We are three months into our adventure here now, and still very unsure about whether we like it in China with three small children. Winter is coming to an end this month, and perhaps that will make a difference. It may not be as cold as Minnesota, but winter comes with a biting wind that just about takes the soul out of you. Then there is the fact that no place is beautiful in wintertime, and we have yet to see China green and growing. Here’s hoping that springtime will bring with it a brighter outlook, and that the smells outside will not intensify too much with the rise in temperature. It rained once the day we arrived (December 7th) and 3 months to the day of our arrival, it precipitated again, this time a misty rain with some snow mixed in. This was also the day we went to Ikea for the first time, so not the greatest walk from the light rail to the store, but what a magnificent thing it was to feel like we were in Sweden-land in America again. The kids watched the same Tom and Jerry cartoon on a loop at least 5 times while we ate Swedish meatballs, and then Piper went and played in the play place while the boys and parents went and got the boys some much needed beds (the boys are 2 cm too short to play, and a year too young, but the minute they are 100 cm, they are going in there, my obsessive law-abiding-ness aside – Chinese people have no idea how old our kids are, and persist in believing they’re triplets even after I’ve told them otherwise, so we’ll use that to our advantage). I just can’t tell you how good it felt to be in Ikea–the closest to America I’ve felt in a long time, and I plan on using it as a break from China every once in a while (especially once the boys grow that extra two inches. Orrrrr… I could get them thicker soled shoes. That just occurred to me…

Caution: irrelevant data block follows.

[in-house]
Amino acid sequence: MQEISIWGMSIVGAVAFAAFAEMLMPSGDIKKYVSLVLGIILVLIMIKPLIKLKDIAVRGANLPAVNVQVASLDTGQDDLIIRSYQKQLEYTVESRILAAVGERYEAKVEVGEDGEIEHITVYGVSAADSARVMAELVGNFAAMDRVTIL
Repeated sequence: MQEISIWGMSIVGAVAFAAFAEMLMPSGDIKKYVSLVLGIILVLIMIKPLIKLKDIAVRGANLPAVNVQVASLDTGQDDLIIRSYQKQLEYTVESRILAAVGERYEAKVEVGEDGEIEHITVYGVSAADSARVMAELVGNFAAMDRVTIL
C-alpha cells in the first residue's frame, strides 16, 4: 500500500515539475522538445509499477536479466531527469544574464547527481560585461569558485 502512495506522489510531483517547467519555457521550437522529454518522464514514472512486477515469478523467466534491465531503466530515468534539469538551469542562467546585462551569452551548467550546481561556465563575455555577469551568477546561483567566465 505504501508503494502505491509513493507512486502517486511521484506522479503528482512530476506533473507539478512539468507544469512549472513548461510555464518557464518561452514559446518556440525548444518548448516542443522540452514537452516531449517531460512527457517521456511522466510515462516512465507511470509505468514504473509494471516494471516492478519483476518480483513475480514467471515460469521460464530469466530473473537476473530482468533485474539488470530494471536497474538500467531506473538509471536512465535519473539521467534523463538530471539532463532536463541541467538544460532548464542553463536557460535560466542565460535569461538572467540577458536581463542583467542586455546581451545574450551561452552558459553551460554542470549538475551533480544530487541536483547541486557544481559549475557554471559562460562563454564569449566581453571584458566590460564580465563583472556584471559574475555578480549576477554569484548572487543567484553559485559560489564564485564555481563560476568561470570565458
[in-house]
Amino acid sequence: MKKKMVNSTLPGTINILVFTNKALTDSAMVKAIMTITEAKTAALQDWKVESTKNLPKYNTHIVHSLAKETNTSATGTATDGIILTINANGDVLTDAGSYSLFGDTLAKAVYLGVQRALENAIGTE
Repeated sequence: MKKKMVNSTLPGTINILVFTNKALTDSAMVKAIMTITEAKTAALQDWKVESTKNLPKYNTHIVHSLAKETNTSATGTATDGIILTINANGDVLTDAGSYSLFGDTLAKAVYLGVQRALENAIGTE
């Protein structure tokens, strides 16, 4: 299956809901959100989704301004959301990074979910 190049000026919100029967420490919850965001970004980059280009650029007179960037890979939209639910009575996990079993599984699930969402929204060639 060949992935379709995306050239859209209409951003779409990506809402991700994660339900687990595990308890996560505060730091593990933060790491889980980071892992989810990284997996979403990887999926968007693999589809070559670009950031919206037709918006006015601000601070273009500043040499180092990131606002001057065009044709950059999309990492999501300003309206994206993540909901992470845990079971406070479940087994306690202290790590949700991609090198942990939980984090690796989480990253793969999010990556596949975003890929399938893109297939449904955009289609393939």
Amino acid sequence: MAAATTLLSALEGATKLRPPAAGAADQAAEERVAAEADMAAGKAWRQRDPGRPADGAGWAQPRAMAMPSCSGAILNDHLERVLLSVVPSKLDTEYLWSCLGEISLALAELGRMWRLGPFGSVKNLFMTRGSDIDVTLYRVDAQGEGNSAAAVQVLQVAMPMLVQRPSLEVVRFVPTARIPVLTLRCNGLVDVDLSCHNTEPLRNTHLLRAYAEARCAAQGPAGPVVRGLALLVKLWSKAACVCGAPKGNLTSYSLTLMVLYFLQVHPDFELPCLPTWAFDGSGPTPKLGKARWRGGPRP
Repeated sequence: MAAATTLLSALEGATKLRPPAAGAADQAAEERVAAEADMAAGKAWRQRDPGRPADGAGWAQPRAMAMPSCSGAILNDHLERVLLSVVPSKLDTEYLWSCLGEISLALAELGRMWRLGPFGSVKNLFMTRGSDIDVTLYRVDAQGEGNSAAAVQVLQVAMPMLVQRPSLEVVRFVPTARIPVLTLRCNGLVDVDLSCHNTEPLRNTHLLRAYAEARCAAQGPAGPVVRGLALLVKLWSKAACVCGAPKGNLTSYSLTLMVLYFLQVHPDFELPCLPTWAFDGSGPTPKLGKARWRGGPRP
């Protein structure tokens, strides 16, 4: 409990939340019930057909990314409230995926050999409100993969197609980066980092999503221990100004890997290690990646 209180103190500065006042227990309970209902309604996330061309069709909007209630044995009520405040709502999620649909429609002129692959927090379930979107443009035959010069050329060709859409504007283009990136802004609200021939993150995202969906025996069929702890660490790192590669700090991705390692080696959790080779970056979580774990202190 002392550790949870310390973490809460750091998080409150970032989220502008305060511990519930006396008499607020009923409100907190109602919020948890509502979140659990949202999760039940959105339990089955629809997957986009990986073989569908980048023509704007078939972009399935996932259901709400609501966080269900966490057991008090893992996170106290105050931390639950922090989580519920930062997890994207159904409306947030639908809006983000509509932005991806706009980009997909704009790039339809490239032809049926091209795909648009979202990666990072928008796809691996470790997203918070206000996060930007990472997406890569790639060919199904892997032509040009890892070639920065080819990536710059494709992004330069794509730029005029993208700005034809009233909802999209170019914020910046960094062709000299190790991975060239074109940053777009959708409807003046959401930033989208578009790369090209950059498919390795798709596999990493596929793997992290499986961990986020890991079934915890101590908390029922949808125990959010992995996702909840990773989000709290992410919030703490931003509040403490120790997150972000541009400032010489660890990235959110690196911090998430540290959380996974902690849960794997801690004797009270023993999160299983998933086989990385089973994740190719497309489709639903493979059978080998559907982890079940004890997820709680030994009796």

Toby has just gotten over a croupy cough (for the most part), after having it for two days, but now he has a fever with a really flushed face and lots of whimpering and tiredness interspersed with unexpected bouts of energetic playfulness. We’ll give it two more days and if he’s not better, we may have to break down and take him to the doctor, but oh how I do not want to. If we do, we’ll take him to the Western hospital in a neighboring district, though I imagine it will still not be a pleasant experience. I have this fear that they will get something like pneumonia (anything is possible with the crap they are breathing in the air outside, and the spit that is everywhere that they play), and the Chinese doctors will not be able to figure out that that’s what’s wrong. Or that nothing will be wrong but they’ll give them an unnecessary (and high) dose of antibiotics just for the heck of it. Or that nothing will be wrong that they can do anything about, and we will have just suffered through hours in the Chinese medical system with child that does not feel well and picked up some even worse disease. None of these are things I ever feared in America.
Teddy can sing most of his ABCs now (taught by Piper), and both of them have learned a lot of the songs in “What Your Preschooler Needs to Know” and can sing them quite loudly, adorably and tunelessly. I hope I will be able to put up videos soon.
I think that wraps up the news for the month…